An Easter message from the Chair of the Anglican Consultative Council and Primate of the Hong Kong Sheng Kung Hui (the Anglican Church in Hong Kong), Archbishop Paul Kwong.
Dear brothers and sisters in Christ,
May the Peace of our Lord be with you!
Three months ago, we celebrated the birth of Christ at Christmas. Our focus then was on the manger, a feeding place for animals where the baby Jesus slept. In contrast, on Easter, our focus is on His empty tomb. At Christmas, the angels sang “Glory to God”; but on the day of Jesus’ resurrection, two angels asked the women who went to the empty tomb in search of Christ “Why do you look for the living among the dead? He is not here, but has risen” (Luke 24:5–6). Christmas is full of joy because it is about a baby who came into this world for us. Yet the atmosphere of Easter is more solemn and its message more profound. On Easter, this child who was born on Christmas not only died for us, but was also resurrected for us. If the Lord’s salvation is a musical movement, Christmas is the prelude and Easter is its climax.
Easter reminds us of three key points. Firstly, Jesus truly did rise from the dead and come back to life. However, this is a fact that many deny or are unwilling to accept, including some who were among Jesus’ friends. On the first Easter, two of Christ’s disciples were walking along the road to Emmaus, feeling disappointed about Jesus’ death. They said sadly “But we had hoped that he was the one to redeem Israel” (Luke 24:21). Thomas was also adamant in his denial of the Lord’s resurrection when his brothers told him the news. He said, “Unless I see the mark of the nails in his hands, and put my finger in the mark of the nails and my hand in his side, I will not believe” (John 20:25). Throughout subsequent generations, there have been many others like them, who are unwilling to believe that the Lord is resurrected. Some even criticised the resurrection as a product of the Christian imagination or a fabricated myth of an immature faith.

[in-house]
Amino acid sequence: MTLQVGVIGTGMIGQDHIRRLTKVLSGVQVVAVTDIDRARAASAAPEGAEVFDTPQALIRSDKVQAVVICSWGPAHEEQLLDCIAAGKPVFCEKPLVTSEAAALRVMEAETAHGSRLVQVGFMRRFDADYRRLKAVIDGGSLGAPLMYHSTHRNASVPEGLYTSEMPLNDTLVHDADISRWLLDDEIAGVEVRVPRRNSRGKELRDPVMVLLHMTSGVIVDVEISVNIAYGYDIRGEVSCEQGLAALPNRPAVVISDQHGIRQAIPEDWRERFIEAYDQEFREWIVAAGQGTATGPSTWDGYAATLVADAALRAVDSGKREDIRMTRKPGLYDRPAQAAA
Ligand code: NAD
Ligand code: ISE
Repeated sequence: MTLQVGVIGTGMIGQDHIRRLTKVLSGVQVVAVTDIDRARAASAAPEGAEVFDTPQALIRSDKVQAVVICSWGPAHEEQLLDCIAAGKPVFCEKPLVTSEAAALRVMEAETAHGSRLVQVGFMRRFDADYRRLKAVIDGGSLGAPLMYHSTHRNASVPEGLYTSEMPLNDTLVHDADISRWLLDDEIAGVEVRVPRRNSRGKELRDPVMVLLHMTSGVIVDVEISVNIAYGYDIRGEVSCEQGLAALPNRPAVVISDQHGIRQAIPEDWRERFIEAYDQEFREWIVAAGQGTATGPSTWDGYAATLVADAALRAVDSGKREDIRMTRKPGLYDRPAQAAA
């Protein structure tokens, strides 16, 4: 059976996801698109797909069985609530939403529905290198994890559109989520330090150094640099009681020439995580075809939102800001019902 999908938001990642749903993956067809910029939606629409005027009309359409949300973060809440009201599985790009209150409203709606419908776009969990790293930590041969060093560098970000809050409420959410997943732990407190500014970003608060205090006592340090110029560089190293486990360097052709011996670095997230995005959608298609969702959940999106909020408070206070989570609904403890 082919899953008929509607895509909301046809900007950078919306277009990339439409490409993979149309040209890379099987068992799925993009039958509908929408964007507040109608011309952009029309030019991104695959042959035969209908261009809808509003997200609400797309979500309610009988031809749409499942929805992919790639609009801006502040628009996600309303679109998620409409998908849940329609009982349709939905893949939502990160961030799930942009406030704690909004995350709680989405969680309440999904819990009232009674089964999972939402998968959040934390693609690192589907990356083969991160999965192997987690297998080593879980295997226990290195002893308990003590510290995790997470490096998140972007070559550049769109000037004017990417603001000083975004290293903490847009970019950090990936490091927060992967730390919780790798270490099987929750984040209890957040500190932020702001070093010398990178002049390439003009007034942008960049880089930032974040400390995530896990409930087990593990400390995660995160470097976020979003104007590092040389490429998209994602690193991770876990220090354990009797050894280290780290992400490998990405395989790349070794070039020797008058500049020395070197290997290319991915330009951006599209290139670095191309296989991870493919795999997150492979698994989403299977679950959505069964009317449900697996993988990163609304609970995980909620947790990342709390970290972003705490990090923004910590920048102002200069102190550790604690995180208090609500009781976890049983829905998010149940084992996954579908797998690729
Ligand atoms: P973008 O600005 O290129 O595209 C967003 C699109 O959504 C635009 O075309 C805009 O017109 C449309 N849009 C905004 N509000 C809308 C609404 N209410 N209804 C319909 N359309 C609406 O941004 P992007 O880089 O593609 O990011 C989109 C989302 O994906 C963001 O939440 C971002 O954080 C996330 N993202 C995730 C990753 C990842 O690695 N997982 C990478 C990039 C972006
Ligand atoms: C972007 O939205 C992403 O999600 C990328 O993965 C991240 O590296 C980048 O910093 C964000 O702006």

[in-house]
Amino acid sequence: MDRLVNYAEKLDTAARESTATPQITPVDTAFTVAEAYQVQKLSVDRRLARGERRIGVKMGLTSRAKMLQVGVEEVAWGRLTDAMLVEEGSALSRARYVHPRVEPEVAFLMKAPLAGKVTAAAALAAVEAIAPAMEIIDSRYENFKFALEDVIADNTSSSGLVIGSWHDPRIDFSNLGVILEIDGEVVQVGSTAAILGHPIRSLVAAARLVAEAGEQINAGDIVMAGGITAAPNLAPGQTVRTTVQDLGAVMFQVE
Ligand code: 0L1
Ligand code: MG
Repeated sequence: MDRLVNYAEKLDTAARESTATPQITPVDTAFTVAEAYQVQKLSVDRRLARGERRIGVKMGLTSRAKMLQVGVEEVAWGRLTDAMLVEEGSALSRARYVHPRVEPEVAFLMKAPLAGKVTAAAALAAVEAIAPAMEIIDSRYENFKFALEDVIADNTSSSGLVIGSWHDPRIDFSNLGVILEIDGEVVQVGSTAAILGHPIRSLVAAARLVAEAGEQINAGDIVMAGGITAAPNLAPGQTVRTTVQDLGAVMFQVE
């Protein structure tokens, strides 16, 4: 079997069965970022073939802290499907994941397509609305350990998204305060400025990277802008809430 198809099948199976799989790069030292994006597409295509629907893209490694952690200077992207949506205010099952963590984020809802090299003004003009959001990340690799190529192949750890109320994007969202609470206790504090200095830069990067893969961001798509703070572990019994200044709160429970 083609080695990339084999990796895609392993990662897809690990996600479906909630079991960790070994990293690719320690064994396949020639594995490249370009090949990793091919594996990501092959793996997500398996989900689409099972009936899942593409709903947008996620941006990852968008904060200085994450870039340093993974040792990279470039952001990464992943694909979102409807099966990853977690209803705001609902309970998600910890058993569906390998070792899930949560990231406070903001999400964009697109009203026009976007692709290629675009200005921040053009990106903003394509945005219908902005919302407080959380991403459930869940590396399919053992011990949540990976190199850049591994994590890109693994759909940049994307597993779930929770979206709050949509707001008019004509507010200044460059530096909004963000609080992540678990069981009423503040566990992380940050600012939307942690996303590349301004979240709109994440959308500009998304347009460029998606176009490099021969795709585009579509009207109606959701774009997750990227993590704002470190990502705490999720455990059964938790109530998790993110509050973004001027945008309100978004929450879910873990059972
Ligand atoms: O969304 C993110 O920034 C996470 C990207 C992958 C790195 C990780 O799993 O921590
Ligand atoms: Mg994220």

Secondly, although Christmas and Easter differ in many core aspects, they have one point in common: we are the beneficiaries of Jesus’ actions. He not only lived for us and died for us, but was also resurrected for us. The term “us” refers to the whole of humankind, from Adam to the Anti-Christ. The Lord was not only resurrected for those who are good, pious, just, and passionate about serving. He came back to life not only for the Virgin Mary who gave birth to Him, but also for Judas who betrayed him and for Peter who denied him three times before the cock crowed. His resurrection is for every single one of us, irrespective of our ages and gender, even now.
Although people are a large part of the Easter story, the central figure is Jesus Christ – He who is resurrected and lives in glory for us. The phrase “for us” refers to us Christians who are resurrected with Christ. This brings us to the third point. What do we mean by being “resurrected Christians”? St Paul provided an explanation in his letter to the Christians in Rome. He asked, “Do you not know that all of us who have been baptised into Christ Jesus were baptised into his death? Therefore we have been buried with him by baptism into death, so that, just as Christ was raised from the dead by the glory of the Father, so we too might walk in newness of life” (Romans 6:3–4). This is something we need to think about constantly, especially during Easter.